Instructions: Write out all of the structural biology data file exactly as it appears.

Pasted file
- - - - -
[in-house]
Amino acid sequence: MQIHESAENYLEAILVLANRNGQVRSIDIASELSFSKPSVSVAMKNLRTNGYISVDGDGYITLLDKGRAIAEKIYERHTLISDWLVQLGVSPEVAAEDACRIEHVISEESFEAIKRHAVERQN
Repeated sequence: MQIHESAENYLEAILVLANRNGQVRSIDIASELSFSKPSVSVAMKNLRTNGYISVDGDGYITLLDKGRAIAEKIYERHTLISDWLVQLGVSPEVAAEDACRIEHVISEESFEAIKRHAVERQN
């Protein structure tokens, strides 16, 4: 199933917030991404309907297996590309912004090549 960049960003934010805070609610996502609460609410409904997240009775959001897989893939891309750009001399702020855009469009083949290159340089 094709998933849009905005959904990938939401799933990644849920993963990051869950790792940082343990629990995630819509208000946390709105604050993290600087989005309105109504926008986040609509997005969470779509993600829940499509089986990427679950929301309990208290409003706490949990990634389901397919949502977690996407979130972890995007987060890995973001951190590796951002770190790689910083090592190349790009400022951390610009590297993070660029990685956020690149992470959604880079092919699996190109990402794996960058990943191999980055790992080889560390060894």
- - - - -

[in-house]
Amino acid sequence: MQIHESAENYLEAILVLANRNGQVRSIDIASELSFSKPSVSVAMKNLRTNGYISVDGDGYITLLDKGRAIAEKIYERHTLISDWLVQLGVSPEVAAEDACRIEHVISEESFEAIKRHAVERQN
Repeated sequence: MQIHESAENYLEAILVLANRNGQVRSIDIASELSFSKPSVSVAMKNLRTNGYISVDGDGYITLLDKGRAIAEKIYERHTLISDWLVQLGVSPEVAAEDACRIEHVISEESFEAIKRHAVERQN
């Protein structure tokens, strides 16, 4: 199933917030991404309907297996590309912004090549 960049960003934010805070609610996502609460609410409904997240009775959001897989893939891309750009001399702020855009469009083949290159340089 094709998933849009905005959904990938939401799933990644849920993963990051869950790792940082343990629990995630819509208000946390709105604050993290600087989005309105109504926008986040609509997005969470779509993600829940499509089986990427679950929301309990208290409003706490949990990634389901397919949502977690996407979130972890995007987060890995973001951190590796951002770190790689910083090592190349790009400022951390610009590297993070660029990685956020690149992470959604880079092919699996190109990402794996960058990943191999980055790992080889560390060894």